Actions speak louder than words, as the old saying goes. So why does the media focus so much attention on what Wall Street says about companies, instead of what it does with them?

Luckily for Wall Street watchers, the Internet brings us MSN Money's list of which companies the institutions are buying. True, we should be as skeptical of Wall Street's actions as we are of its words. But when the 130,000-plus lay and professional investors on Motley Fool CAPS agree with Wall Street's opinions, it just might be time for some buying.

Here's the latest edition of Wall Street's Buy List, alongside our investors' opinions of the companies involved:

 

Recent Price

CAPS Rating

(out of 5):

Myers Industries  (NYSE:MYE)

$6.94

*****

ING Groep  (NYSE:ING)

$7.16

****

Century Aluminum  (NASDAQ:CENX)

$3.42

***

Fifth Third Bancorp  (NASDAQ:FITB)

$3.07

**

MBIA  (NYSE:MBI)

$5.07

*

Companies are selected from the "Institutional Ownership Up Last Month" list published on MSN Money on the Saturday following close of trading last week. Recent price provided by Yahoo! Finance. CAPS ratings from Motley Fool CAPS.

Wall Street vs. Main Street
Wall Street traders can't get enough of these stocks. They love 'em all to pieces. But Main Street investors? Our opinions run the gamut. We loathe MBIA, its business of insuring mortgaged-backed securities, and its monster debt load. We're cool toward Century Aluminum and the prospects for the metals industry. In fact, there’s only one stock in this group we absolutely adore: Myers Industries.

Why? Honestly, I'm not too sure -- this is the first time I've heard of the company. But Myers has developed quite a following among some of the very best investors in CAPS-land. To learn why our CAPS "All-Stars" think plastics are the future, we turn now to examine ...

The bull case for Myers Industries

  • Inspired by Goldman Sachs' (NYSE:GS) abortive attempt to buy Myers back in 2007, CAPS All-Star MJKpayday looked into the company in December 2007 and discovered "a good company with great historical owner earnings." (Goldman apparently spent a lot of time watching reruns of The Graduate that year. 2007 also saw the banker brokering a deal to sell off General Electric's (NYSE:GE) plastics division.)
  • Four months later, the Fool's own TMFMattyA took a look and found Myers chock-full of "diverse products that people aren't going to stop using anytime soon. Moreover, Myers has a strong history of generating stable free cash flow, and a management team that is focused on paying down debt, cutting costs, and growing the business." He concluded: "[I]f Myers was good enough for Goldman at $22.50, it is good enough for me at $12!" (Logically, therefore, it must be a great price at $7 a share, right?)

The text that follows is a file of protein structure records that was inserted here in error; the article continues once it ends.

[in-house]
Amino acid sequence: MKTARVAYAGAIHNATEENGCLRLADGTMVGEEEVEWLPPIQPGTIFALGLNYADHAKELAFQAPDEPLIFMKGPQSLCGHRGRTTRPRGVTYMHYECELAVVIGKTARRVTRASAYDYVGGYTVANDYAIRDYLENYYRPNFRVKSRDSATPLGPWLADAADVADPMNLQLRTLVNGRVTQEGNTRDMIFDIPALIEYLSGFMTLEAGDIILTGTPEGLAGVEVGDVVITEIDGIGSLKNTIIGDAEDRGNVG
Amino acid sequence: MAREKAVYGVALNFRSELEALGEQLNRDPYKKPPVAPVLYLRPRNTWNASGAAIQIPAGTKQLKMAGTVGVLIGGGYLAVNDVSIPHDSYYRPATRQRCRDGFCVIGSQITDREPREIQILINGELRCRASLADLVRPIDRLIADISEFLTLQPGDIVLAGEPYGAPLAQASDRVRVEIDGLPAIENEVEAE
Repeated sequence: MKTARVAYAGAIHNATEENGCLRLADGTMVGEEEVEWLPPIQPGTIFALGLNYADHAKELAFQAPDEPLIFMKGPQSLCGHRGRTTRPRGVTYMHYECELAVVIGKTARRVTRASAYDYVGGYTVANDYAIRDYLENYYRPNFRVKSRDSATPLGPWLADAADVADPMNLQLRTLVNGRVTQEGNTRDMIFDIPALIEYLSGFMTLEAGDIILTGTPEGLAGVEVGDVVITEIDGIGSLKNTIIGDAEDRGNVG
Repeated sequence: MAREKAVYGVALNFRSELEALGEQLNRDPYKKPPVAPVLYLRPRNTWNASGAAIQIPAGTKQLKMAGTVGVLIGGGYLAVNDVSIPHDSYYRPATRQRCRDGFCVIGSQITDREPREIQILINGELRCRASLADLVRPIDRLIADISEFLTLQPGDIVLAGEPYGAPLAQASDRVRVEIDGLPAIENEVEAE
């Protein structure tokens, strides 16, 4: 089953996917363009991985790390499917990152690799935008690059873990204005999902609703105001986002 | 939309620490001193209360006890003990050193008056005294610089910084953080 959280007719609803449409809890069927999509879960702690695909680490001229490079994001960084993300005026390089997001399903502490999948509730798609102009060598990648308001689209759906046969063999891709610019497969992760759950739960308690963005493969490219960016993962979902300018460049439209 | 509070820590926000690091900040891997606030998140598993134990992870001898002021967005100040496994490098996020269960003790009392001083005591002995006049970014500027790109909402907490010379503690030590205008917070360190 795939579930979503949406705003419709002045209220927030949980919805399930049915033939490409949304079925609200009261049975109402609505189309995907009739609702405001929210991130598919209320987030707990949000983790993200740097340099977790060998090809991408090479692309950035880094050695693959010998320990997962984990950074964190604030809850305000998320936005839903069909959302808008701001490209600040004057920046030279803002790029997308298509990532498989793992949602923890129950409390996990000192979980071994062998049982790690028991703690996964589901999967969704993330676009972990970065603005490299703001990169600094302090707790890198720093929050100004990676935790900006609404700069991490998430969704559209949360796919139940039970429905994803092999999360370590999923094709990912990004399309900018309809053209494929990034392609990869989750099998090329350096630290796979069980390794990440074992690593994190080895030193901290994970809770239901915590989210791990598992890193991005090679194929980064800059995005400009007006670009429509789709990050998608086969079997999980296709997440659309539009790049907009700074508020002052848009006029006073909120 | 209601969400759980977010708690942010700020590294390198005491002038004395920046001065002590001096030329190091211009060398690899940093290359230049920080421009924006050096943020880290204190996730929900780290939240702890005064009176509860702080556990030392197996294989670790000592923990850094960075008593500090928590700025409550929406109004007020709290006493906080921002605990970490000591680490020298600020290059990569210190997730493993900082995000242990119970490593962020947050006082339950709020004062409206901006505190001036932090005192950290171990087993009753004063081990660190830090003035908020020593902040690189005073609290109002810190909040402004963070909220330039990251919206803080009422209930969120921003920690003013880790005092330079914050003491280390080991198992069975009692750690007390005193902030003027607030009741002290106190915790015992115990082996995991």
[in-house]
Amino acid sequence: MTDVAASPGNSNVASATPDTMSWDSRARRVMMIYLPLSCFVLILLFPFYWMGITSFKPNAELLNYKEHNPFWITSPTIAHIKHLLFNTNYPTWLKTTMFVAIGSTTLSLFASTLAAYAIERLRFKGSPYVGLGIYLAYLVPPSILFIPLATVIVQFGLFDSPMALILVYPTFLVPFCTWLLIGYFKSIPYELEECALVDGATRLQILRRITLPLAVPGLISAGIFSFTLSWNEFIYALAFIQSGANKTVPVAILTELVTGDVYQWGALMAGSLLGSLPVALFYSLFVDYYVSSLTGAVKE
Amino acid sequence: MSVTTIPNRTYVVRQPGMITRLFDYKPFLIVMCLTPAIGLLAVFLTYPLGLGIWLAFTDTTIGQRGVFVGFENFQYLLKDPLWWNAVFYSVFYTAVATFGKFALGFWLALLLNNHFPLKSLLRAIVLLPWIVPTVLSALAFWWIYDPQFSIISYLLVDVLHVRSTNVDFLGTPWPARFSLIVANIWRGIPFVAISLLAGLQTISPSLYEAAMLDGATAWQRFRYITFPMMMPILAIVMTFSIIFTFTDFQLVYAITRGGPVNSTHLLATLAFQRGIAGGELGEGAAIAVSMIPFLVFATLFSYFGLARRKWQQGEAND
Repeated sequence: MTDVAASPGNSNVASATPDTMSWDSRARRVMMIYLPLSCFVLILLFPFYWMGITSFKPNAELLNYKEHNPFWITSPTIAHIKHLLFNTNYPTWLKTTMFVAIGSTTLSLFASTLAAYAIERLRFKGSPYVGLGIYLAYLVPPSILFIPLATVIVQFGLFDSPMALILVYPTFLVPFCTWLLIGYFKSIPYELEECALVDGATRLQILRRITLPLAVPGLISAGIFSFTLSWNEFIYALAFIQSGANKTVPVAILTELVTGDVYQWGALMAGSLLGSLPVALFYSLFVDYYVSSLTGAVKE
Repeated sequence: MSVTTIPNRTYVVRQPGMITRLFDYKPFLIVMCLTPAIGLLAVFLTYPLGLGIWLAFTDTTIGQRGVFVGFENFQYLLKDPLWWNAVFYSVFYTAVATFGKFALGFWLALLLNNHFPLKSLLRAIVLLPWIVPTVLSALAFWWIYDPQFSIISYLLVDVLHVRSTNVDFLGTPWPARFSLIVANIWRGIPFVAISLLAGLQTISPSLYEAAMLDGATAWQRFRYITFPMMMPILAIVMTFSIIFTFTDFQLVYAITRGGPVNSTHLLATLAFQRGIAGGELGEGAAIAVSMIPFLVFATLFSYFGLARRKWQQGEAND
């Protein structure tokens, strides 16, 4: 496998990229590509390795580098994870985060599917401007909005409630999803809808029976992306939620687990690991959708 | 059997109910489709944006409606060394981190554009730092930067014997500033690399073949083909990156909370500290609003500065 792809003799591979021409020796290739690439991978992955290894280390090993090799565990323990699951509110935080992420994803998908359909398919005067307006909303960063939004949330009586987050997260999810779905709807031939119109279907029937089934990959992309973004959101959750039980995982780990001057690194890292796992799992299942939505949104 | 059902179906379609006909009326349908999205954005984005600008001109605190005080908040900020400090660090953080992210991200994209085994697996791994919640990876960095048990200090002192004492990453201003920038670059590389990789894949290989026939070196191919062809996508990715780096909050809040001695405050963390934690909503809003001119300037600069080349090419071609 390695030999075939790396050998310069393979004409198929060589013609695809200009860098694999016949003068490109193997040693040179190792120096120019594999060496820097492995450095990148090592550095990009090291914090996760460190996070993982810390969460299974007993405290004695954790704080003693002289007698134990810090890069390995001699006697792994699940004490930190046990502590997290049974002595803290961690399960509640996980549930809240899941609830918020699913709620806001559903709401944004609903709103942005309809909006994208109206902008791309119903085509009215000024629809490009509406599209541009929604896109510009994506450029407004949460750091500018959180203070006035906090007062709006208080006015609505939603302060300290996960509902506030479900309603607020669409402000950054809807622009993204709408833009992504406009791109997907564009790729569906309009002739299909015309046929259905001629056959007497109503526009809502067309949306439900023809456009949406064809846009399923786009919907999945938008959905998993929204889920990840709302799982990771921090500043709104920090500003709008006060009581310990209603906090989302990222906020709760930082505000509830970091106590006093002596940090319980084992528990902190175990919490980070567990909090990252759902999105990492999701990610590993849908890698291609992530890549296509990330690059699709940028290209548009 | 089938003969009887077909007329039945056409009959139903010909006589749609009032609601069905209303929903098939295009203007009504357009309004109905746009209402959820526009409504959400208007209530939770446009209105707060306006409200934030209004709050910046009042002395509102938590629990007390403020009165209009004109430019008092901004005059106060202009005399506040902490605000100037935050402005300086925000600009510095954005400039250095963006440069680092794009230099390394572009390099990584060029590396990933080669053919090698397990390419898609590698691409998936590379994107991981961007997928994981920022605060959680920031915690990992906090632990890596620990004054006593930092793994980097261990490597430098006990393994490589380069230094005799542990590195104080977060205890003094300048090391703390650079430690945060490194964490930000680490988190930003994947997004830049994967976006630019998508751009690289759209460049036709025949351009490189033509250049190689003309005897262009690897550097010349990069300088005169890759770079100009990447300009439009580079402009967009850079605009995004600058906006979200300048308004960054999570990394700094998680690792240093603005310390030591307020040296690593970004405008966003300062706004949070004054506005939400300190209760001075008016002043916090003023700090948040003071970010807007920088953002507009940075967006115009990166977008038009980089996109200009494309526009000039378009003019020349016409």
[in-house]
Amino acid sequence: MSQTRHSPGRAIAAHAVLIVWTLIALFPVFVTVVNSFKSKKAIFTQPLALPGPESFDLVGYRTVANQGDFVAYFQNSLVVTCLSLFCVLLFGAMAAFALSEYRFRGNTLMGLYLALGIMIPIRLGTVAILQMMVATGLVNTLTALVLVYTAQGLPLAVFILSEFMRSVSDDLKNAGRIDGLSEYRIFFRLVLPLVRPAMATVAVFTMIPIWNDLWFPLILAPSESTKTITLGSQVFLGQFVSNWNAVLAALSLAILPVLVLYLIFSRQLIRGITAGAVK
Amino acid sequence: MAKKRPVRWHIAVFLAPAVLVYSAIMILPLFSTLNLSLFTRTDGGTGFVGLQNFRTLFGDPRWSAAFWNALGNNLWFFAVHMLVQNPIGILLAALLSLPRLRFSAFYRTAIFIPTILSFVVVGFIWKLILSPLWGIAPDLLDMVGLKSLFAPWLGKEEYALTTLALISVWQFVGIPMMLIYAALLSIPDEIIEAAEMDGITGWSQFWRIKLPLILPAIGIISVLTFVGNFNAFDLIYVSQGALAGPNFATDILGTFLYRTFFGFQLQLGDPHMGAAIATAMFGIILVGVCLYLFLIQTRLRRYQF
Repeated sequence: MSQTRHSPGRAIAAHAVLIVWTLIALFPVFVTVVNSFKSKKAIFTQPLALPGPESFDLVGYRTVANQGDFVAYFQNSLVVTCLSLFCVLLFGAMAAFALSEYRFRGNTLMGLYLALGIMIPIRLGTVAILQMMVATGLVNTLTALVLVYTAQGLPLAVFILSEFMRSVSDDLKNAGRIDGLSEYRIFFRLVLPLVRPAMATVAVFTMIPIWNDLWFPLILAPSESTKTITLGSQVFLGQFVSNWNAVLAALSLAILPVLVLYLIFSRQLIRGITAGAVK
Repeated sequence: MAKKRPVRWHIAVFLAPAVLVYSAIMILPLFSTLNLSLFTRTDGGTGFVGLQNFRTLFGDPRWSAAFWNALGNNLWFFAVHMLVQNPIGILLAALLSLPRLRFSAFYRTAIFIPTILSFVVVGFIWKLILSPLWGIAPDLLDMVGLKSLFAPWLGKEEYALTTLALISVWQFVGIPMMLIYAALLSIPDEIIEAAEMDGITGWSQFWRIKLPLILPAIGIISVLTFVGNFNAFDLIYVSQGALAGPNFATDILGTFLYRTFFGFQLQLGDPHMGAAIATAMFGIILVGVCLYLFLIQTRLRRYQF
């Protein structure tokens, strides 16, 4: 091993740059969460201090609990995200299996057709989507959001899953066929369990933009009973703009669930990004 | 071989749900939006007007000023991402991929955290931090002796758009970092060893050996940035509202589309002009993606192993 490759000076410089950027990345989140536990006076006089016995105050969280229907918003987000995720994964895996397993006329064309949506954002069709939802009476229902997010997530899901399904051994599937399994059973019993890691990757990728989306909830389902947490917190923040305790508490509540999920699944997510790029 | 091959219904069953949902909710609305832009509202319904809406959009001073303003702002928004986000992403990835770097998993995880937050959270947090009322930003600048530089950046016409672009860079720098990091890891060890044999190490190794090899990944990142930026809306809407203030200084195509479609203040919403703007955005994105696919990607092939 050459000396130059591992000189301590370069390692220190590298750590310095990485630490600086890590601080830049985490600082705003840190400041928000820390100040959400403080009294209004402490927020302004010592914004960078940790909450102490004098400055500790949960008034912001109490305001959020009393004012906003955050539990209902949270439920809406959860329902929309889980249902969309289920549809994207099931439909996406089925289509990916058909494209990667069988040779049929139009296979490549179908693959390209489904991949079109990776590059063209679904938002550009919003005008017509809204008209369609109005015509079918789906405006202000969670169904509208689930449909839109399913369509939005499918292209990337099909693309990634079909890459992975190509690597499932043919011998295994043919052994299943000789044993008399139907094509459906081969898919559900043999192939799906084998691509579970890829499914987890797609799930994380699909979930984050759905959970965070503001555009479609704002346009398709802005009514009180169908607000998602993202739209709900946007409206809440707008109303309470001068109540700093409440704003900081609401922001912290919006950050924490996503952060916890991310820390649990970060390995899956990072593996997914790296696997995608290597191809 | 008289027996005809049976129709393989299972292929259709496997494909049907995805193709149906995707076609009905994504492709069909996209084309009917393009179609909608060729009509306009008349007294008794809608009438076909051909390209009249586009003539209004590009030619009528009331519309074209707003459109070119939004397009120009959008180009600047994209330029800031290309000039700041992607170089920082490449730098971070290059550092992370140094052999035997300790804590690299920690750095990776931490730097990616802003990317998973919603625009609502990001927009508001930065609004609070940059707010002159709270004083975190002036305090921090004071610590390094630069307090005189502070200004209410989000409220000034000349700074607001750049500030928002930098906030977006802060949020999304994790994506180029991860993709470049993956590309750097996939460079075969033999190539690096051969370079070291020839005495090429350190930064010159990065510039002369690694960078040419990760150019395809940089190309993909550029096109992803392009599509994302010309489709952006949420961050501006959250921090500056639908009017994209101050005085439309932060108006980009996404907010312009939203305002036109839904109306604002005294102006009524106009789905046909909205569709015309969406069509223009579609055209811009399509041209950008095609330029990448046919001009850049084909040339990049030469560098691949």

• Yet another of our All-Star investors -- devoish, this time -- thinks so. Writing last fall, devoish argued that the company's "sales from exports will likely increase as US sales decrease," adding: "I am personally very familiar with their automotive products, and they are the low cost provider of quality. If their other products are similar this should be a good company for a long time to come."

Of course, making quality products is only the first step to investment success. The company also needs to profit from them if it's to reward shareholders. So how is Myers doing in that regard?

Pretty well, as it turns out. Myers generated nearly $21 million in free cash flow last year. Not bad for a company that, judging from its surface-level numbers, appeared to be running at a loss in 2008 (a loss caused entirely by impairment charges taken in the fourth quarter).  But, you say, Myers looks rather expensive at an enterprise value-to-free cash flow ratio of over 19. However ...

… last year was an abnormally bad year for Myers. In the last three years, this company has earned lots more free cash than it did in 2008 -- up to 3.7 times as much. You have to travel back 15 years to find a year in which the firm failed to generate free cash. Consistent performance -- in good economies and bad -- appears built into Myers' corporate DNA. So I find it hard to believe that this company is going to let a little thing like the worst recession in 80 years derail its business. This one's a survivor.

Time to chime in
Of course, the aim of this column isn't just to tell you what I think about Myers Industries -- or even what other CAPS players are saying. We really want to hear your thoughts. Click on over to Motley Fool CAPS and tell us what you think.

Motley Fool CAPS : It's fun, it's free, and it just might make you famous.

Fool contributor Rich Smith does not own shares of any company named above. You can find him on CAPS, publicly pontificating under the handle TMFDitty, where he's currently ranked No. 313 out of more than 130,000 members. The Fool has a disclosure policy.